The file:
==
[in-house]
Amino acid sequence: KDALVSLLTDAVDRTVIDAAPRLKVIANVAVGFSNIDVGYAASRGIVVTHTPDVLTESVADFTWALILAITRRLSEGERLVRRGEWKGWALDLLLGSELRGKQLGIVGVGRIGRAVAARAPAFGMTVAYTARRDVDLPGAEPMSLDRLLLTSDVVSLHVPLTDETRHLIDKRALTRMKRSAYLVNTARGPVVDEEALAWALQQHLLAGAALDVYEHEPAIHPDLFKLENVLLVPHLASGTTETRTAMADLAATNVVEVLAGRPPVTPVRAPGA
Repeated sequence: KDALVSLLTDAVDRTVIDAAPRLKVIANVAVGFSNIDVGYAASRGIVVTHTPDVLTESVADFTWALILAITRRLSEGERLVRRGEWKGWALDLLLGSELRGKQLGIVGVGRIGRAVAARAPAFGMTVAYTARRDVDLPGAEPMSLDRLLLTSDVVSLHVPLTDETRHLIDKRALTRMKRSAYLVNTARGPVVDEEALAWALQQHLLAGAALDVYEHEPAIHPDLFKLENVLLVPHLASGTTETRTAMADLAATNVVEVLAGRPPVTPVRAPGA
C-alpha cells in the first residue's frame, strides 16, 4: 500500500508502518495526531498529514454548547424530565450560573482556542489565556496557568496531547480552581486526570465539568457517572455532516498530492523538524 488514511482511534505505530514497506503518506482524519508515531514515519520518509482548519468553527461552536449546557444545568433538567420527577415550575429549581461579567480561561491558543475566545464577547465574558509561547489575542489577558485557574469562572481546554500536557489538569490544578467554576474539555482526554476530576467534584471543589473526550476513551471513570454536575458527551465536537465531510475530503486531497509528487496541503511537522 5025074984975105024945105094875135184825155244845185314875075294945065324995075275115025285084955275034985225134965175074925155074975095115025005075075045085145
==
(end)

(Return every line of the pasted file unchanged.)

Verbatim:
[in-house]
Amino acid sequence: KDALVSLLTDAVDRTVIDAAPRLKVIANVAVGFSNIDVGYAASRGIVVTHTPDVLTESVADFTWALILAITRRLSEGERLVRRGEWKGWALDLLLGSELRGKQLGIVGVGRIGRAVAARAPAFGMTVAYTARRDVDLPGAEPMSLDRLLLTSDVVSLHVPLTDETRHLIDKRALTRMKRSAYLVNTARGPVVDEEALAWALQQHLLAGAALDVYEHEPAIHPDLFKLENVLLVPHLASGTTETRTAMADLAATNVVEVLAGRPPVTPVRAPGA
Repeated sequence: KDALVSLLTDAVDRTVIDAAPRLKVIANVAVGFSNIDVGYAASRGIVVTHTPDVLTESVADFTWALILAITRRLSEGERLVRRGEWKGWALDLLLGSELRGKQLGIVGVGRIGRAVAARAPAFGMTVAYTARRDVDLPGAEPMSLDRLLLTSDVVSLHVPLTDETRHLIDKRALTRMKRSAYLVNTARGPVVDEEALAWALQQHLLAGAALDVYEHEPAIHPDLFKLENVLLVPHLASGTTETRTAMADLAATNVVEVLAGRPPVTPVRAPGA
C-alpha cells in the first residue's frame, strides 16, 4: 500500500508502518495526531498529514454548547424530565450560573482556542489565556496557568496531547480552581486526570465539568457517572455532516498530492523538524 488514511482511534505505530514497506503518506482524519508515531514515519520518509482548519468553527461552536449546557444545568433538567420527577415550575429549581461579567480561561491558543475566545464577547465574558509561547489575542489577558485557574469562572481546554500536557489538569490544578467554576474539555482526554476530576467534584471543589473526550476513551471513570454536575458527551465536537465531510475530503486531497509528487496541503511537522 5025074984975105024945105094875135184825155244845185314875075294945065324995075275115025285084955275034985225134965175074925155074975095115025005075075045085145